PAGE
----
Ashley Kuempel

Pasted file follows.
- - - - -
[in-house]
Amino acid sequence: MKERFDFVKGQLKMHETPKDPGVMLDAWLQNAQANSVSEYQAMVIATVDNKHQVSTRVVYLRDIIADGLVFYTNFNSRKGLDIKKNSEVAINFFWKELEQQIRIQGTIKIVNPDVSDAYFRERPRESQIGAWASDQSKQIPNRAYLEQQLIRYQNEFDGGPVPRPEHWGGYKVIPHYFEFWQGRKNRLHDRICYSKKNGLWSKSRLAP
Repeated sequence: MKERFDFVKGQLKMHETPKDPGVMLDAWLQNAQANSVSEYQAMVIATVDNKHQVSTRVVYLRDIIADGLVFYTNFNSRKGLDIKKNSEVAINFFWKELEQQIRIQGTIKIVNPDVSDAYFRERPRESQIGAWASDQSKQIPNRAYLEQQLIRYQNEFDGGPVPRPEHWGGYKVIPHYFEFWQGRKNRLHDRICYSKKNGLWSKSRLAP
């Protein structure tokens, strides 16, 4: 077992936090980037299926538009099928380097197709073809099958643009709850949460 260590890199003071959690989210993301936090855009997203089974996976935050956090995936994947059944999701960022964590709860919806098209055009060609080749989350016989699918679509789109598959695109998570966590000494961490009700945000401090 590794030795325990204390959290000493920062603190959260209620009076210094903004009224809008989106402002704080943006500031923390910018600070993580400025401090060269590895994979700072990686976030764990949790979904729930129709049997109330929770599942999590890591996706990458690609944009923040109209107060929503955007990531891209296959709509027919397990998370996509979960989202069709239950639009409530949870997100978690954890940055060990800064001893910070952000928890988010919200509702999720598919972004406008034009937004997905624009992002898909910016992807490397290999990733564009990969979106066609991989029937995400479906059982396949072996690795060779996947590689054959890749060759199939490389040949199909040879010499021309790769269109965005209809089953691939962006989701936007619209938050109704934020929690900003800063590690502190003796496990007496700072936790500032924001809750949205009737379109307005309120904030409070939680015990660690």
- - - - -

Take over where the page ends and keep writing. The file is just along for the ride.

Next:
We live in the era of Big Data, which seeks to commoditize our personal preferences for pecuniary gain. In this changing landscape, data brokers, or information reselling companies, compile information about individuals from a wide range of sources and subsequently sell this information to businesses worldwide. Such practices, however, mostly take place in the shadows without consumers’ knowledge or consent, compromising their individual rights to privacy. Further, data brokers often aggregate raw pieces of individual information in a discriminatory manner, leaving consumers vulnerable to predatory and unsavory marketing practices. A 2014 Federal Trade Commission (FTC) Report, Data Brokers: A Call for Transparency and Accountability, specifically addressed such concerns raised by the data broker industry. This Comment analyzes the FTC’s findings and demonstrates that the FTC’s recommendations, while a step in the right direction, missed the mark on adequate data privacy reform. Rather than taking a piecemeal approach to data privacy in the United States, comprehensive legislation similar to the EU’s Data Privacy Directive is necessary to ameliorate the privacy and discrimination concerns facing American consumers today.